Morning Coffee: Nightmare for Deutsche Banker doing two jobs for one salary. Cycling Scots of JPMorgan's cloud team
When Garth Ritchie left Deutsche Bank at the start of the current restructuring program, Deutsche Bank CEO Christian Sewing announced that for the time being, he would assume direct responsibility for the investment banking operations himself. Even though Sewing is a retail banker by trade, this probably seemed a good idea at the time. - If there's no incumbent head of investment banking, there's no one to object to cost cuts in the investment bank. Two months on, it seems Sewing is having second thoughts. It turns out that if you have even the slightest tendency toward micromanagement, an investment bank the size of Deutsche’s can turn into a horrific time sink.
For the past two months Sewing has effectively been doing two jobs for his €3.3m salary. He's CEO of the whole bank and he's also a very vigourous CEO of the investment bank. It's all becoming too much. Bloomberg says that 49 year-old Sewing (who clearly tends towards micromanagement and perfectionism) has been talking to all his direct reports in the investment bank nearly every day, flying around to stay in touch with key clients and personally signing off on all new hires. He’s presumably also having to stay on top of those Brexit preparations for which Garth Ritchie demanded a substantial role-based allowance and, hopefully with some help from the remaining divisional heads, running the retail bank, corporate bank and wind-down unit. Plus he's overseeing DWS. It’s the kind of workload that people admire you for to begin with, but over time they grow progressively more and more frustrated at the difficulty of getting any time on your calendar. There's also a personal toll - the sleepless nights and breakdown of António Horta-Osório at Lloyds should be a reminder to any CEO that the job can get the better of you.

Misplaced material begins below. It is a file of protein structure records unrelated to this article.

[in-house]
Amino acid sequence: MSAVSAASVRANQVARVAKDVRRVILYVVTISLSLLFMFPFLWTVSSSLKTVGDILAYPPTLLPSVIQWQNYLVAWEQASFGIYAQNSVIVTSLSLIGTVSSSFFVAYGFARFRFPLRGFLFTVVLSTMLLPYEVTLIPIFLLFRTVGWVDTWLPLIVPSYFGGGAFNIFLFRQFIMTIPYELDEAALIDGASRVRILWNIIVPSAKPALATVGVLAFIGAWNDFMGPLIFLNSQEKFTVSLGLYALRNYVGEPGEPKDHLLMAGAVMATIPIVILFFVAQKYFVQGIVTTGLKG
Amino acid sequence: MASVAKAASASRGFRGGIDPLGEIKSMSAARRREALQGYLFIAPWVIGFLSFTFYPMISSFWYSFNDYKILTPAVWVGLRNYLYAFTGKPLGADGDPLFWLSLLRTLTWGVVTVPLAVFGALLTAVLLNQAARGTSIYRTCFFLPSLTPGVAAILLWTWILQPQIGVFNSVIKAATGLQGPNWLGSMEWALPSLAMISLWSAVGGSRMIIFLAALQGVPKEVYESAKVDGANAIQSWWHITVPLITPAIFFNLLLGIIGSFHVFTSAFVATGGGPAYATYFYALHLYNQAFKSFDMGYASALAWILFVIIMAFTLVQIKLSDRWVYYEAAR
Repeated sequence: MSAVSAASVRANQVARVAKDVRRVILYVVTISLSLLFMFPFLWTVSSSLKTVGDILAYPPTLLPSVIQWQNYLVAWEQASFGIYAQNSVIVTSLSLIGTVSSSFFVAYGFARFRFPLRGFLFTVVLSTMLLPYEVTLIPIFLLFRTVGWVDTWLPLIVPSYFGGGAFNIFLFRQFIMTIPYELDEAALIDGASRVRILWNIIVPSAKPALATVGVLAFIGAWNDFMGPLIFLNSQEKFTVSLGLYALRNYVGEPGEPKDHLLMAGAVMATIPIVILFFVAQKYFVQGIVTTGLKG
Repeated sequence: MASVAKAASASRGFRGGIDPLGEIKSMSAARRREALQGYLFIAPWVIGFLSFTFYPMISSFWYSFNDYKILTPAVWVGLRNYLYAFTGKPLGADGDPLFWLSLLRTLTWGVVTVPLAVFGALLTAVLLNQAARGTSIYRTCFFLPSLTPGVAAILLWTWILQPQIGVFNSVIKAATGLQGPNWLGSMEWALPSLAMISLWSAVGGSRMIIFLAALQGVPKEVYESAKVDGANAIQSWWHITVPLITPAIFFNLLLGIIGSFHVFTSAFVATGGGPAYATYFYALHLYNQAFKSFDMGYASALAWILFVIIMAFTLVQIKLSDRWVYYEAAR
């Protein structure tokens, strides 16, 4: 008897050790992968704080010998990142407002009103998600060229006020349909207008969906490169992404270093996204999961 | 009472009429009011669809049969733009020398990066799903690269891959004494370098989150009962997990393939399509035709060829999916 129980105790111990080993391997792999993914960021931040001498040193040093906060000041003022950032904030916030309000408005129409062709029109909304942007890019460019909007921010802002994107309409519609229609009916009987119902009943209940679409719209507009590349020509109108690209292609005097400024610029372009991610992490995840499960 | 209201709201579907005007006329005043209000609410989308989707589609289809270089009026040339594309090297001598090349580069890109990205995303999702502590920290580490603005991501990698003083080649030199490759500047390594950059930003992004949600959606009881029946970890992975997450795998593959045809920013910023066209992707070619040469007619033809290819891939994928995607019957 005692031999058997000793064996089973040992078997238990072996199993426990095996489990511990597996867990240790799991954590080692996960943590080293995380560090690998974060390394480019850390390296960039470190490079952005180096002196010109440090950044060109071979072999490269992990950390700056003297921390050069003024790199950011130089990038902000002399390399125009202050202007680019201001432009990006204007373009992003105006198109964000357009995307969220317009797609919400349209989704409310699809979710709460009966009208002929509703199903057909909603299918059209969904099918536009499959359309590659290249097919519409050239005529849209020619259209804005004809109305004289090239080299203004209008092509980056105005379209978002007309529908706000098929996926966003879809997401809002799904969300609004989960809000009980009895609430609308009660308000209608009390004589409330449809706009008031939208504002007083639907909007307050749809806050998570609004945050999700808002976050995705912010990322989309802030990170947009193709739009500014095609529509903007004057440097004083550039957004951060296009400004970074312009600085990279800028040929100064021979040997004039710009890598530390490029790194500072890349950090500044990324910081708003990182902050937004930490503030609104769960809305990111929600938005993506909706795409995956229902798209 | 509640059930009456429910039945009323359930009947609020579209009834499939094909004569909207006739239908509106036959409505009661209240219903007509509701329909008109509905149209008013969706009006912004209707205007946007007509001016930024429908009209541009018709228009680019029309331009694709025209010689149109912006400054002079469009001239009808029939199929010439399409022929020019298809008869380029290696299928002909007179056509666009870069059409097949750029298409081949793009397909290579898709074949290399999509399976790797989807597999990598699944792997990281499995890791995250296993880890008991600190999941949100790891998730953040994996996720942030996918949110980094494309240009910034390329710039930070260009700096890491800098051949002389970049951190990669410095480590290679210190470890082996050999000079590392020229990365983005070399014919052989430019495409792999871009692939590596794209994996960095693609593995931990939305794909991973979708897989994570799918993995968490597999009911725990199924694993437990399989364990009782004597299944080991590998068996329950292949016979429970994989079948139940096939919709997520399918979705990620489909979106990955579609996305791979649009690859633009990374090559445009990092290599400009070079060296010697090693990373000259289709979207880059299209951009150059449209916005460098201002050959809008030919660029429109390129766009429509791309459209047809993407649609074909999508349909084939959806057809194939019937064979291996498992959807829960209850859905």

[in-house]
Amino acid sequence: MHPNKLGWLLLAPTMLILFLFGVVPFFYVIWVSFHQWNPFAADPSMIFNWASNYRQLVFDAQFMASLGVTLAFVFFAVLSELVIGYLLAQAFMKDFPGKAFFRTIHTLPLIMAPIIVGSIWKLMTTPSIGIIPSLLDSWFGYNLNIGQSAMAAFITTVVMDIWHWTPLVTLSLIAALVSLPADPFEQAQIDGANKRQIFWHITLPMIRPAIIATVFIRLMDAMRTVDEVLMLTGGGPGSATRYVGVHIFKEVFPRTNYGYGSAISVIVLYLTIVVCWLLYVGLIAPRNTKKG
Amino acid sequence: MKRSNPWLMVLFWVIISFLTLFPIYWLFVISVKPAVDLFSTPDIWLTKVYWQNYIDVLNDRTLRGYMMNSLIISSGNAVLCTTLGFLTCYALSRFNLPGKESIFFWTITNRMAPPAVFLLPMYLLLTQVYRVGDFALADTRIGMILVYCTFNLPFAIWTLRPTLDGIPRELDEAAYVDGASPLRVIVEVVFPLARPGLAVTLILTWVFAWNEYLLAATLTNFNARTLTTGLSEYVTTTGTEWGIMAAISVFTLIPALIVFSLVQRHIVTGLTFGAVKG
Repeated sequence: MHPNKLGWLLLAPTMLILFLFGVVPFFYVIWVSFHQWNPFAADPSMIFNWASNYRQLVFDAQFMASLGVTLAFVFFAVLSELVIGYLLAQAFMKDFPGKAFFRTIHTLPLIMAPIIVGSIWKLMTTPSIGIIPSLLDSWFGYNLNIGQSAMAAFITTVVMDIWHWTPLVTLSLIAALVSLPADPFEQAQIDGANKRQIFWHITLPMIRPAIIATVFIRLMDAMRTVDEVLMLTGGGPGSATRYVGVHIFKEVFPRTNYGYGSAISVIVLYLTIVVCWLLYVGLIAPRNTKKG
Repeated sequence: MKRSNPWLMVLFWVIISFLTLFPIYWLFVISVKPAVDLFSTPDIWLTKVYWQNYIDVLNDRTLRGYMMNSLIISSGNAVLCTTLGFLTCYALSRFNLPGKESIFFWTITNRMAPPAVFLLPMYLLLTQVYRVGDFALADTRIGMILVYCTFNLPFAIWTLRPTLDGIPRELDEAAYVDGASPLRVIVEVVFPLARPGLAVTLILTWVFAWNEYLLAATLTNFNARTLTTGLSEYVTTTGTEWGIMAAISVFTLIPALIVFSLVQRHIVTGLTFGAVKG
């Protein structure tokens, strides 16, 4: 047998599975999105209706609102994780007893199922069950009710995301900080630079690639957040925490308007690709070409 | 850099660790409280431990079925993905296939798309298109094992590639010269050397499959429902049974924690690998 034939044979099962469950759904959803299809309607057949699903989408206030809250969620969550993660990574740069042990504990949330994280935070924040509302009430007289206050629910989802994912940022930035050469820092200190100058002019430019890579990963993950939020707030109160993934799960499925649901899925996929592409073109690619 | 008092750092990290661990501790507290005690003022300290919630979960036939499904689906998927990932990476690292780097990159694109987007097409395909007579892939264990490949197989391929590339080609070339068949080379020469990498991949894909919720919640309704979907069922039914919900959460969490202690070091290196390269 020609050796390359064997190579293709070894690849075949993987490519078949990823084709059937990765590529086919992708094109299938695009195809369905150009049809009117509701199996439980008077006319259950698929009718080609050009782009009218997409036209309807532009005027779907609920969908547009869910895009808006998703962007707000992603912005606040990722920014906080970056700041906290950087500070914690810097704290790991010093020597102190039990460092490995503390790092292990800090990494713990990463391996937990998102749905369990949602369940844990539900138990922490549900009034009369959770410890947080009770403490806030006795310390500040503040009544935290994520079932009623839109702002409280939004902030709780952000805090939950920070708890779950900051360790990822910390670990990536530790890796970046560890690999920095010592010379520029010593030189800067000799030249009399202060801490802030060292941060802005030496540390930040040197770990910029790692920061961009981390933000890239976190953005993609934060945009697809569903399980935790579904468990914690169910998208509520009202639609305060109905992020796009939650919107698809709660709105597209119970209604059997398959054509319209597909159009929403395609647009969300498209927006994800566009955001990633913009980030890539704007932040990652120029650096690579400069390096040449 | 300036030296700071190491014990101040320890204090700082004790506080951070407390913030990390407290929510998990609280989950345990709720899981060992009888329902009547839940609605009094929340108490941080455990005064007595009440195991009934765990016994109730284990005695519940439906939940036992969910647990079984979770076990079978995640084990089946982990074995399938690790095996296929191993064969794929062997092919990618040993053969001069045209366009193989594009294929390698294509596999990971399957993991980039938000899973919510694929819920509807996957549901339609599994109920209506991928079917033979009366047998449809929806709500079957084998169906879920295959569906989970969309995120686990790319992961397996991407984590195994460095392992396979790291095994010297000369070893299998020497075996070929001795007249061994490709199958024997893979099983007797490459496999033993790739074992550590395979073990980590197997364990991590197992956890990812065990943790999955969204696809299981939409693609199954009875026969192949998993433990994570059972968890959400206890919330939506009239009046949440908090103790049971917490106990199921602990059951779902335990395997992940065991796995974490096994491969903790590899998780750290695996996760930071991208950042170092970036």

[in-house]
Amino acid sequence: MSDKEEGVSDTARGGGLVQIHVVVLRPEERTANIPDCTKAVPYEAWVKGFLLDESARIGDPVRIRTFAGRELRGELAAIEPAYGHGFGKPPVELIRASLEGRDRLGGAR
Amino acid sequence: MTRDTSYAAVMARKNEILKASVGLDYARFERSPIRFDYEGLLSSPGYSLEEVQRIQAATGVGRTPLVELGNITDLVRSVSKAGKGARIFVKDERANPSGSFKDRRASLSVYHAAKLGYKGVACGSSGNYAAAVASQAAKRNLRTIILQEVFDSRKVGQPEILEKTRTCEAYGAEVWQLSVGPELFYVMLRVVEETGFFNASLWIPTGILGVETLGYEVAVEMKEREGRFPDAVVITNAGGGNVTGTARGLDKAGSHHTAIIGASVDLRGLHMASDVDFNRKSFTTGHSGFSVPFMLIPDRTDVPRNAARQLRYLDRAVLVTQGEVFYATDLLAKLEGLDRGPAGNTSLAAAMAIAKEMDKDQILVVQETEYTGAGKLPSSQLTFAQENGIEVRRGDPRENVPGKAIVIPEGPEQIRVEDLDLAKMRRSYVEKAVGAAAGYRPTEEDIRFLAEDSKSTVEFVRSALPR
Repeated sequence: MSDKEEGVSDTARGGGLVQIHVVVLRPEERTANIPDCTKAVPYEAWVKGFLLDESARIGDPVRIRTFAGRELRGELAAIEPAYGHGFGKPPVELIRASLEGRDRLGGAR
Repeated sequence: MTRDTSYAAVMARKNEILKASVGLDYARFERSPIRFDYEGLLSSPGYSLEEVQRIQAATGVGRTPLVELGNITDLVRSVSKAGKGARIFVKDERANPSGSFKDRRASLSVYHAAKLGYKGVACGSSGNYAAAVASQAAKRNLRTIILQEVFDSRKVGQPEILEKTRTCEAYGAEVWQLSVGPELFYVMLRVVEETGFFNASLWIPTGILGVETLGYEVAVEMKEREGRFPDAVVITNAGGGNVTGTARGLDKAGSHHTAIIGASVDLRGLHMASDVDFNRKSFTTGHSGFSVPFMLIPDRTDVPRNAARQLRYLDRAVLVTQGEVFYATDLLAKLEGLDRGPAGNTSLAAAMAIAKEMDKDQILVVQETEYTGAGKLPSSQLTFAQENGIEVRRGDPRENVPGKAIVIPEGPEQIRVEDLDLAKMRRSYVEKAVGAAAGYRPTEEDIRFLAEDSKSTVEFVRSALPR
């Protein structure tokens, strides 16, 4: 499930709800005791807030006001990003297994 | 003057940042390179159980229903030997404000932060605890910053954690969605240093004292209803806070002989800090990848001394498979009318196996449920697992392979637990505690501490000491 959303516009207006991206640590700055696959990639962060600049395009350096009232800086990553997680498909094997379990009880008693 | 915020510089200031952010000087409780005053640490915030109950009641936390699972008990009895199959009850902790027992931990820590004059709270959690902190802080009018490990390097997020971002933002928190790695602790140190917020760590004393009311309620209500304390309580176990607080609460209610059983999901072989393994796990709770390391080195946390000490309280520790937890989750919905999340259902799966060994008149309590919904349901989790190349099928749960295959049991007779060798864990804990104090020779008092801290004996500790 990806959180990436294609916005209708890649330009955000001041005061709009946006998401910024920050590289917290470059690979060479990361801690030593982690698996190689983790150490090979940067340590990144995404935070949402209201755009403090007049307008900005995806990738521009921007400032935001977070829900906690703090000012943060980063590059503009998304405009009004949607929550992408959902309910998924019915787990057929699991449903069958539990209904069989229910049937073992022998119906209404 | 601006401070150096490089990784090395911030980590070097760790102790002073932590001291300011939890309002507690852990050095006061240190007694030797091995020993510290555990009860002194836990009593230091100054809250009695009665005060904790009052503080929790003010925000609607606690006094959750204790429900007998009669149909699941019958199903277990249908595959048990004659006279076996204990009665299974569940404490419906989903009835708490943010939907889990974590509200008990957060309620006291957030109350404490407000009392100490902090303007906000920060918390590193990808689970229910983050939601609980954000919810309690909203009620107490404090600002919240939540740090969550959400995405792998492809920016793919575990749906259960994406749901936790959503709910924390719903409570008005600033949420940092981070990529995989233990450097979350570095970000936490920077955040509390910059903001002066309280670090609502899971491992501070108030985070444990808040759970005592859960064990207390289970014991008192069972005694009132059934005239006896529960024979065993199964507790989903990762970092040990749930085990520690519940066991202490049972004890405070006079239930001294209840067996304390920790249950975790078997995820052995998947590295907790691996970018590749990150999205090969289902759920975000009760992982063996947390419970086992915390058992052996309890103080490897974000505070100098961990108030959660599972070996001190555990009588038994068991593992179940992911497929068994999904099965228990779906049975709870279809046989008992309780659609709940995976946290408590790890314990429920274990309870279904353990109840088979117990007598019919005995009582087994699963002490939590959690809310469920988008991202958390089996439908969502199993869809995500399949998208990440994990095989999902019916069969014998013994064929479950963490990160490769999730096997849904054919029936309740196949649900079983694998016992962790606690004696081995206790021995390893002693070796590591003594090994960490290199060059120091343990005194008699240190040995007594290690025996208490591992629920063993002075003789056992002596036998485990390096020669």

It’s therefore not surprising that according to “people familiar with the matter” (although an official Deutsche statement denies this), Mr Sewing is considering whether it’s time to appoint a head of investment banking once more. There are some potential internal candidates – Stefan Hoops, Mark Fedorcik and Ram Nayak are the current direct reports in charge of corporate banking, capital markets and trading respectively. And Christiana Riley (former CFO of the investment bank, promoted to regional CEO of North America as a reward for helping design the restructuring plan) could certainly be considered a candidate. But the gossip is apparently pointing toward an external hire.
Who then? Normally, when there’s a big role to fill, you look for big hitters who are currently on the market, and there are quite a lot of those at present. But Christian Meissner and Jamie Forese are unlikely to be interested in roles which don’t have a pretty clear path to the CEO office, and Andrea Orcel might be difficult to slot into a strategy that’s meant to be driven by reduced horizons and cost-cutting. For similar reasons, it might be difficult to raid Morgan Stanley’s bench, which is currently dominated by potential successors to James Gorman. Goldman Sachs appears to be shedding partners at quite a rate at present, but their most prominent German-speaker, Marc Nachmann has just been promoted.